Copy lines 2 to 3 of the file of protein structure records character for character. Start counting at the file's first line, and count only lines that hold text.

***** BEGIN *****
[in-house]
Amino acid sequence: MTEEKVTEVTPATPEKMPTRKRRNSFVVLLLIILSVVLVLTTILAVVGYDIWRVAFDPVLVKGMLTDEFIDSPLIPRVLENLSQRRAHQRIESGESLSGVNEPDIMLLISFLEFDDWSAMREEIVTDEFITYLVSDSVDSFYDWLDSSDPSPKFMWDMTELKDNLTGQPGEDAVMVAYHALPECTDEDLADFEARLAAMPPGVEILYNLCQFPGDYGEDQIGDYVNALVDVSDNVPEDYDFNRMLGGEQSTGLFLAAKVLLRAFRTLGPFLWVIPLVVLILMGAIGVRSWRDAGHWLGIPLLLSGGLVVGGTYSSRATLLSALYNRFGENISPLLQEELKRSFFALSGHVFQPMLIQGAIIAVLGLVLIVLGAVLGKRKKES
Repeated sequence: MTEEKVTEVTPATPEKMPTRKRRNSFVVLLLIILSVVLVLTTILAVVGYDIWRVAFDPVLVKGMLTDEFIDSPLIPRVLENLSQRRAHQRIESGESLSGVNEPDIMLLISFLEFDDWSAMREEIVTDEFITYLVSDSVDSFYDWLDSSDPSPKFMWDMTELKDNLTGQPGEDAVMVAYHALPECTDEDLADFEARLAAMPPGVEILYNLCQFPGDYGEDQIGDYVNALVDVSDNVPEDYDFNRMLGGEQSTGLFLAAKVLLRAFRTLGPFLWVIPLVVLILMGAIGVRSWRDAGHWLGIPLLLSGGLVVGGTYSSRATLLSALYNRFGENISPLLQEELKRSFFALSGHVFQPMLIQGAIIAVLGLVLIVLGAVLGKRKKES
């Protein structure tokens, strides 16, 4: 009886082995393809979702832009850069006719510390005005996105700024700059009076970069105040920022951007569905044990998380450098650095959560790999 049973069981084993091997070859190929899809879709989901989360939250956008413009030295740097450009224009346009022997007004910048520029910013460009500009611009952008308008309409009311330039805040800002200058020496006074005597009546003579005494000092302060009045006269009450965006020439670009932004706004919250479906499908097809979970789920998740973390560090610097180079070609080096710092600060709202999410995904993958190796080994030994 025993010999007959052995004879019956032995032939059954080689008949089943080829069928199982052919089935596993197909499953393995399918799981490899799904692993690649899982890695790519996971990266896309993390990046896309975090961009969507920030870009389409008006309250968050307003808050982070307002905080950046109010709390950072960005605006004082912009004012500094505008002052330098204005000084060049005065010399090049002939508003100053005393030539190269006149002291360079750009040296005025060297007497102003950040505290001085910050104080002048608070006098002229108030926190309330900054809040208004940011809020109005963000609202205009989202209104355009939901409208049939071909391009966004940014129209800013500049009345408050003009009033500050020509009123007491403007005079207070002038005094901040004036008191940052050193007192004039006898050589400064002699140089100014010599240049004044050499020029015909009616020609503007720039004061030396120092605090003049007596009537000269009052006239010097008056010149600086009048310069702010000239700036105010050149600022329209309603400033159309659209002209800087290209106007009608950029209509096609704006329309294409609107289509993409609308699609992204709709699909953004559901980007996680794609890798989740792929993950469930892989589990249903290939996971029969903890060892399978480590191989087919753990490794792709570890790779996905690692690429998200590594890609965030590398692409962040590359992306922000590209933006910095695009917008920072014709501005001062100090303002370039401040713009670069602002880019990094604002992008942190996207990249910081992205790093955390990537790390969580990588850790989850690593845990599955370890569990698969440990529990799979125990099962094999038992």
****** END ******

Amino acid sequence: MTEEKVTEVTPATPEKMPTRKRRNSFVVLLLIILSVVLVLTTILAVVGYDIWRVAFDPVLVKGMLTDEFIDSPLIPRVLENLSQRRAHQRIESGESLSGVNEPDIMLLISFLEFDDWSAMREEIVTDEFITYLVSDSVDSFYDWLDSSDPSPKFMWDMTELKDNLTGQPGEDAVMVAYHALPECTDEDLADFEARLAAMPPGVEILYNLCQFPGDYGEDQIGDYVNALVDVSDNVPEDYDFNRMLGGEQSTGLFLAAKVLLRAFRTLGPFLWVIPLVVLILMGAIGVRSWRDAGHWLGIPLLLSGGLVVGGTYSSRATLLSALYNRFGENISPLLQEELKRSFFALSGHVFQPMLIQGAIIAVLGLVLIVLGAVLGKRKKES
Repeated sequence: MTEEKVTEVTPATPEKMPTRKRRNSFVVLLLIILSVVLVLTTILAVVGYDIWRVAFDPVLVKGMLTDEFIDSPLIPRVLENLSQRRAHQRIESGESLSGVNEPDIMLLISFLEFDDWSAMREEIVTDEFITYLVSDSVDSFYDWLDSSDPSPKFMWDMTELKDNLTGQPGEDAVMVAYHALPECTDEDLADFEARLAAMPPGVEILYNLCQFPGDYGEDQIGDYVNALVDVSDNVPEDYDFNRMLGGEQSTGLFLAAKVLLRAFRTLGPFLWVIPLVVLILMGAIGVRSWRDAGHWLGIPLLLSGGLVVGGTYSSRATLLSALYNRFGENISPLLQEELKRSFFALSGHVFQPMLIQGAIIAVLGLVLIVLGAVLGKRKKES